As you may be aware, I’m part of a duo (who are sometimes joined by a shifting group of guests) who puts on a podcast called Your Book is Why Daddy Drinks. This podcast is dedicated to reading bad fiction, for various flavors of bad, and the book for April was No Mercy by Sherrilyn Kenyon and, unfortunately, it was really, really appropriate. Sent to me by my mother-in-law for the ‘cast, she found it in a bargain bin at her local Walmart, she picked it up because she thought it looked interesting, read it, and promptly decided that A) she didn’t want it in her house anymore and B) that it would be perfect for YBiWDD. Just looking at the cover, which my partner Tyler described as “a bro’s douchey tribal tattoo”, made me apprehensive about reading this book. Now that I’ve finished it I have to agree with both points A and B above.
No Mercy is book nineteen in Kenyon’s Dark Hunter series, a bit of urban fantasy paft indistinguishable from any of the rest since Laurel K. Hamilton turned Anita Blake into smut. Now, before I continue, let me say that I have no problem with sex in fiction or even what most people might call smut. It’s got it’s time and place and a well done sex scene, or even well done smut (and yes, it’s possible), can be really enjoyable.
This? This, for me, was like getting groped by an inexperienced clammy hand.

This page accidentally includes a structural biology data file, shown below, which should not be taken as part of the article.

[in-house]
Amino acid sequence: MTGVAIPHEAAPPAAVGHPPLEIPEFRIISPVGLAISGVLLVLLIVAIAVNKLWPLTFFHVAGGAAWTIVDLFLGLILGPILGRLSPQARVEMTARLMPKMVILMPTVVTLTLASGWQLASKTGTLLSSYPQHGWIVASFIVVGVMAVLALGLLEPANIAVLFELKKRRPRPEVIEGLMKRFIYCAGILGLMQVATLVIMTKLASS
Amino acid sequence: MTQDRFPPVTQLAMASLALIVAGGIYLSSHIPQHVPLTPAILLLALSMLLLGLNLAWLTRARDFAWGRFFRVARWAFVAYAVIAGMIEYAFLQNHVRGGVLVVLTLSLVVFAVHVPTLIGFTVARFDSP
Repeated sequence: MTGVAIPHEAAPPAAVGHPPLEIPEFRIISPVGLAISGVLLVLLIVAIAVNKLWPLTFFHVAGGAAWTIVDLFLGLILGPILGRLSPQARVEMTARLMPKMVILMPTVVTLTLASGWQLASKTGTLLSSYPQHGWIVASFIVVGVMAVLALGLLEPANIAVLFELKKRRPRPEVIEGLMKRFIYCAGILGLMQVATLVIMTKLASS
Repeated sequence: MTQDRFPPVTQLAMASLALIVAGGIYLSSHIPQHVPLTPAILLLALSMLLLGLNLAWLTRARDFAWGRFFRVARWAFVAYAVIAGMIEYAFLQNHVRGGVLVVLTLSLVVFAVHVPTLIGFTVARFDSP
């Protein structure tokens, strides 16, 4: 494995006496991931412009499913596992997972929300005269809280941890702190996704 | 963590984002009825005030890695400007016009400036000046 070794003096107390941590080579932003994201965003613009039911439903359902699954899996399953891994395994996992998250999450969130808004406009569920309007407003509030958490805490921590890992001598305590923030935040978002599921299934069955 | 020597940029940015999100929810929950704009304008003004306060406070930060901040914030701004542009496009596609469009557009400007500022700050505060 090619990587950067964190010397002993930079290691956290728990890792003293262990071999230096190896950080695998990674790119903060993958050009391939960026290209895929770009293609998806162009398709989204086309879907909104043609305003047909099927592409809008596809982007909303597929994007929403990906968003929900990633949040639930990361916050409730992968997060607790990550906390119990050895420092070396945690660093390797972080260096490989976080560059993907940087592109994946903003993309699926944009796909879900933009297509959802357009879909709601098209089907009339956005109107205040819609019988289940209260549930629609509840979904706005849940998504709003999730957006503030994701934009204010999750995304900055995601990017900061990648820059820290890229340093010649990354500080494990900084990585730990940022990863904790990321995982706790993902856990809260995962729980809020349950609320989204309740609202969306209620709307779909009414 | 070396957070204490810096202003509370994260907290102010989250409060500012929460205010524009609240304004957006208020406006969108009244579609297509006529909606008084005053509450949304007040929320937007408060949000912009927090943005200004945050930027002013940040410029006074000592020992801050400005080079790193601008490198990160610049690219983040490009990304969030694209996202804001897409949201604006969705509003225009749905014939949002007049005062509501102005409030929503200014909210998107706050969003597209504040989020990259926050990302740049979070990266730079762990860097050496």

The plot of No Mercy is that there is a club in New Orleans called Sanctuary, a place where supernaturals can go to relax that’s kind of neutral ground. Because there’s always a place that’s neutral ground that’s always a bar in this genre. Anyway, the first of two main characters is a guy named Dev, a werebear who possesses the following other magical abilities:
1. he’s a telepath,
2. he can teleport,
3. he can instantly create, or remove (important for the sexy time), his clothing,
4. he makes reference to the fact he’s mildly telekinetic,
5. he can blast his power at people in some not-very-well-described fashion,
6. he apparently has the ability to deaden psychic impressions left behind on objects with his touch,
7. he’s either immortal or extremely long-lived and, despite being hundreds of years old, still resembles the walking, talking pulsing hormone that is an adolescent boy who has just discovered that other people can be sexually awesome, and
8. he’s hung, YOU GUESSED IT, like a bear.
Moving on, Sanctuary, and the family of werebears that own and operate it, are still recovering from an attack that recently happened that resulted in the death of Dev’s mother who was the matriarch of the family. Dev is being mopey on the porch when up roars on a motorcycle (of course) the tall (of course), stacked (of course), beautiful (of course), blond (of course) Samia “Sam” Savage. Sam herself is a now immortal Amazon who died and sold her soul to Artemis to revenge the murders of Sam and her family and now works for Artemis as a Dark Hunter, more or less a good vampire that doesn’t need to drink blood, someone sworn to protect humanity from demons and Daimons (read soul-devouring, bad vampires).